It’s Friday night. Your spouse is at Blockbuster picking out the newest VHS release. Your kids are at home alone dancing on the couch to MC Hammer. You’re stuck at the office behind your beige computer trying to finish the week’s work so you can start enjoying your weekend.
Does any of this sound familiar? Like, last-week familiar? No, you’re not back in 1992, and you probably aren’t watching VHS tapes or listening to “Too Legit to Quit” anymore. But if your PC is still beige or nearly old enough to drink, it’s definitely time to bring your technology into the 21st century.
Most business owners consider technology upgrades to be too disruptive of business operations and too costly and, thus, they ignore or put them off. They’re further afraid that any new upgrades will hurt employee productivity while they learn new software and hardware solutions.
Nothing could be further from the truth than those worries. Upgrades can be costly, disruptive and cause inefficiencies. However, with the right IT partner, they don’t have to be.
If you plan ahead, upgrades don’t have to be so difficult. In fact, if you’re replacing your workstations and other technology on a schedule, upgrades will be far less disruptive, affecting only some of your employees rather than all of them. Partnering with an experienced IT provider will help keep your systems current as they will take care of the most common updates and alert you of upcoming changes that may require upgrades.
Years ago, when conducting an initial assessment of a new client’s IT infrastructure, we found they were using hardware from a manufacturer that had gone out of business. Admittedly, we were shocked. The organization was operating with unsupported hardware that would never receive updates or patches from the now-dead manufacturer. It was most definitely time for them to upgrade.
What are some signs you need to upgrade?
Start with your technology’s age. Are your hardware and operating system still supported? In some industries, businesses are required by regulation to have hardware that is manufacturer-supported and under warranty. No matter your industry, you should be upgrading workstations at least once every five years.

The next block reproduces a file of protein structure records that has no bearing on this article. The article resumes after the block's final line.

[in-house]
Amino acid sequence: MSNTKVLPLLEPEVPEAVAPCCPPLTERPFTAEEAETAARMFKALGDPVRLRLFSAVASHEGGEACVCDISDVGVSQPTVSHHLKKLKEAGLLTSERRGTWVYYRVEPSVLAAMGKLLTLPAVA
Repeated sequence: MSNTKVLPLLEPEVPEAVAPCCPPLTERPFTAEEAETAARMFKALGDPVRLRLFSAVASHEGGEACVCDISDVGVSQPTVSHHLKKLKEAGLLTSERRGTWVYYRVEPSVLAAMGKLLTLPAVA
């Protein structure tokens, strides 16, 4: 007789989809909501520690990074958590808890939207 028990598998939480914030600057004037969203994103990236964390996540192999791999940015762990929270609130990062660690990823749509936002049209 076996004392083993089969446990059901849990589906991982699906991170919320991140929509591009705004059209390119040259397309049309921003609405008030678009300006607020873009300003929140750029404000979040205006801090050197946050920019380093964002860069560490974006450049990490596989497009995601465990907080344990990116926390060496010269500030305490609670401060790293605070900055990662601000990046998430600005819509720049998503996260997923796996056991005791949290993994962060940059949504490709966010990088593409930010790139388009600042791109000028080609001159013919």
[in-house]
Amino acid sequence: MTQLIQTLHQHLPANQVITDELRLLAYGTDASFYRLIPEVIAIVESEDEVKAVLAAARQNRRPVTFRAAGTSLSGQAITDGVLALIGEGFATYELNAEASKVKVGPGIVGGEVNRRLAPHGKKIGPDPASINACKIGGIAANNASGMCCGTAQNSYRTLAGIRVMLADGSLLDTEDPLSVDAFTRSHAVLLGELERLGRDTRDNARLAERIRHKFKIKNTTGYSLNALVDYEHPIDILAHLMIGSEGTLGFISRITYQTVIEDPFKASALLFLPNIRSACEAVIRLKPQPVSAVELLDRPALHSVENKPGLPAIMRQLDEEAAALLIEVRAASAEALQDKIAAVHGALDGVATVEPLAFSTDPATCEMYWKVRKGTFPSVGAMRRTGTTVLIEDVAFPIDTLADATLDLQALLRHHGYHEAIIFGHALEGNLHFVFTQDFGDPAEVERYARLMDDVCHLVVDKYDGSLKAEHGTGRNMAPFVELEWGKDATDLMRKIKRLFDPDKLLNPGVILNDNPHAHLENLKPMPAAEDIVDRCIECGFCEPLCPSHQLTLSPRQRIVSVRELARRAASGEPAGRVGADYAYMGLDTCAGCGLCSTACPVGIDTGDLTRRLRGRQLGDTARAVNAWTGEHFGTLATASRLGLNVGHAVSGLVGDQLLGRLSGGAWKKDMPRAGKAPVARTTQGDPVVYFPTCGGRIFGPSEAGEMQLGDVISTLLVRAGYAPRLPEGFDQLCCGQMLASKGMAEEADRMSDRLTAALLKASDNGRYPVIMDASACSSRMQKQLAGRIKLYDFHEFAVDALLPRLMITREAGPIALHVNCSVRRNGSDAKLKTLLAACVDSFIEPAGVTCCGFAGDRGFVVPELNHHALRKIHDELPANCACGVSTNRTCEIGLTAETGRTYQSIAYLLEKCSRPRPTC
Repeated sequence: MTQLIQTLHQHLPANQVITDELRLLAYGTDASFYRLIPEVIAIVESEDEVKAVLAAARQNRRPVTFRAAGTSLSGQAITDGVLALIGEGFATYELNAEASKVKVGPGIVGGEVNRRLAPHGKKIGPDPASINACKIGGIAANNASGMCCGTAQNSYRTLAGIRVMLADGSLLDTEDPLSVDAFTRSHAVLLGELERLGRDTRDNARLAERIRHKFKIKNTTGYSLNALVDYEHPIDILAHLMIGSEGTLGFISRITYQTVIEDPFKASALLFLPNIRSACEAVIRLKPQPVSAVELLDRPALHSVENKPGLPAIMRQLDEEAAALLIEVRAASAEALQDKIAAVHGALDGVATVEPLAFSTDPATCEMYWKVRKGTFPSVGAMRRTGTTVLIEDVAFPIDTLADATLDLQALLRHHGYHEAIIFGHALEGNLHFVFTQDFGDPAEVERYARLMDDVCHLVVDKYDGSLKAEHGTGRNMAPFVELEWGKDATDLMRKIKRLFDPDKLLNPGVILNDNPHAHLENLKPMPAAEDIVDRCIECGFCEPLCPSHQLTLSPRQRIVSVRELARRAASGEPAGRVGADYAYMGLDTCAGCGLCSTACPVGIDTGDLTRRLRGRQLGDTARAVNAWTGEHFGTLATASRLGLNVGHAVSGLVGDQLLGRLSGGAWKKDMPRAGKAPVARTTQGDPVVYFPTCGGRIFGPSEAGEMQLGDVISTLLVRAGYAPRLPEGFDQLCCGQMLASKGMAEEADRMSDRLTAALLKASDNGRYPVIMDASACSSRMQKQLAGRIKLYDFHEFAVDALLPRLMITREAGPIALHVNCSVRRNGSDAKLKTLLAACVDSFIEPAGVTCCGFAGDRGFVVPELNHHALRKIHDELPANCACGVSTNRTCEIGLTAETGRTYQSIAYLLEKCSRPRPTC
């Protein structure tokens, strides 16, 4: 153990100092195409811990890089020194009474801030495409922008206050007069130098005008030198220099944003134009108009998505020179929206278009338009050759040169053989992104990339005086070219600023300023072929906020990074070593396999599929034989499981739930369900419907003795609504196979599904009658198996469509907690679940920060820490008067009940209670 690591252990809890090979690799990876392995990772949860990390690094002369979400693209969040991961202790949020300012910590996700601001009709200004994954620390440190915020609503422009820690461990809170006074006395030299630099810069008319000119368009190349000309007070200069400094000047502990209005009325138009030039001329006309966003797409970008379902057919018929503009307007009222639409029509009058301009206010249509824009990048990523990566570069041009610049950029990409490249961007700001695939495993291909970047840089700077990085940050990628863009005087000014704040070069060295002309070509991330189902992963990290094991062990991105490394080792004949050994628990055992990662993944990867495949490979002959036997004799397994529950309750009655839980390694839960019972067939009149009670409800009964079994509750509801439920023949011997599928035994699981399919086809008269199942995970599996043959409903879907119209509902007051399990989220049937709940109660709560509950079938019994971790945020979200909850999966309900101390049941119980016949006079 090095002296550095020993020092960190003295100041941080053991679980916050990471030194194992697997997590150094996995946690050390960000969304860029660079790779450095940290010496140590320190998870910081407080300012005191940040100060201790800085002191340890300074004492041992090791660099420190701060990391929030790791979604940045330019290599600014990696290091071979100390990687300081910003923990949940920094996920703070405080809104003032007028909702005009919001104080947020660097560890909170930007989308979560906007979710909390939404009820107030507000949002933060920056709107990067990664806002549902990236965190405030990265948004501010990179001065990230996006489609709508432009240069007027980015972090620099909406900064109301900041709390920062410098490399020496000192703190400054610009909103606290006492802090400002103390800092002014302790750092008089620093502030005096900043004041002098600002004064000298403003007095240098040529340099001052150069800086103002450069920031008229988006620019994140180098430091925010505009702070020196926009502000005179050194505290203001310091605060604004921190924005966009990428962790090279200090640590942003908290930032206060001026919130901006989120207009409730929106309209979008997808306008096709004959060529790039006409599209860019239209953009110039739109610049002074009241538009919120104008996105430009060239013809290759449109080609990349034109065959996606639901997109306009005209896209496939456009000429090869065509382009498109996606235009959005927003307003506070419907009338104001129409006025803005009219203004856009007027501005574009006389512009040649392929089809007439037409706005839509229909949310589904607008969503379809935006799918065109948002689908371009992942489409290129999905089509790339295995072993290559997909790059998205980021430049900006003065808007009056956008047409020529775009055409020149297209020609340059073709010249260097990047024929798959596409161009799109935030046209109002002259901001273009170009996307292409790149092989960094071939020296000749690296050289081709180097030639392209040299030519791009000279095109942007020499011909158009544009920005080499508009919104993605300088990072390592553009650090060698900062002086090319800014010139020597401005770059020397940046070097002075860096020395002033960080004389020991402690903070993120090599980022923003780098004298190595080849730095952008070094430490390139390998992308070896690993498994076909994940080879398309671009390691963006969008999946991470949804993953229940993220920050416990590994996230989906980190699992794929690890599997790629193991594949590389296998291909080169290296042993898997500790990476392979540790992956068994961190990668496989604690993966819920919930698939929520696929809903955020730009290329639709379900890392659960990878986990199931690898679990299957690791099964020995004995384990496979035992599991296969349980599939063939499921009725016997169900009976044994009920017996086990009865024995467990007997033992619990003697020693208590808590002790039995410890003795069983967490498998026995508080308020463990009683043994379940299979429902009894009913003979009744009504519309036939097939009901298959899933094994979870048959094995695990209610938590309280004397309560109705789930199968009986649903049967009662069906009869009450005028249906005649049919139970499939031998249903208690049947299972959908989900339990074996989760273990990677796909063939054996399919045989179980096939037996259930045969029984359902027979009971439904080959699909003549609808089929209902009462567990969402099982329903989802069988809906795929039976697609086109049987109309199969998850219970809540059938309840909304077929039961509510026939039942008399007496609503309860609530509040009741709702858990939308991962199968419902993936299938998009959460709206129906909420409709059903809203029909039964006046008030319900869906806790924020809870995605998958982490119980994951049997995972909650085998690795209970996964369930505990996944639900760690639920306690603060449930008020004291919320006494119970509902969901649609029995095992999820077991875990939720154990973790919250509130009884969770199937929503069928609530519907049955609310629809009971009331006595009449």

Then, estimate how often you and your employees are experiencing issues that disrupt work. Are these issues you’ve experienced repeatedly that never seem to be solved? Maybe you have a great IT provider, but they just can’t fix the issue. It may be the age of your software and hardware that is causing your difficulties.
Assess your security measures. Are all your systems protected by best-of-breed, up-to-date cybersecurity solutions? Older operating systems and hardware can prevent you from installing the most modern information security solutions.
Are your systems lagging? If your employees are waiting around for a program to open, it’s often your hardware not being able to support your software. Usually, this is because there are newer versions of software on older workstations. The most cost-effective way to fix this problem is by upgrading.
Consider your organization’s work style and employee happiness. Are employees increasingly working from home? You’ll need newer systems with the functionality to enable that. Further, employees prefer working on modern workstations.
Remember solutions’ end-of-life dates. Is your organization planning or has it already upgraded from Windows 7 and Office 2010? Both will no longer be supported by Microsoft in 2020. You need to be preparing to upgrade soon.
Finally, if your computer is beige, has an operating system older than Windows 7 or you hear strange sounds emanating from your machine, it’s probably time to replace it.
We can take care of that for you.
Whether you want to upgrade your systems, move to the cloud, implement secure backups or strategically plan your IT, we’re here to help. Micro Visions has provided Grand Rapids-area business with expert IT strategy, service and support for over 30 years.
Upgrade your IT managed service experience by partnering with us for all your technology needs. Contact us today online or at 616.776.0400.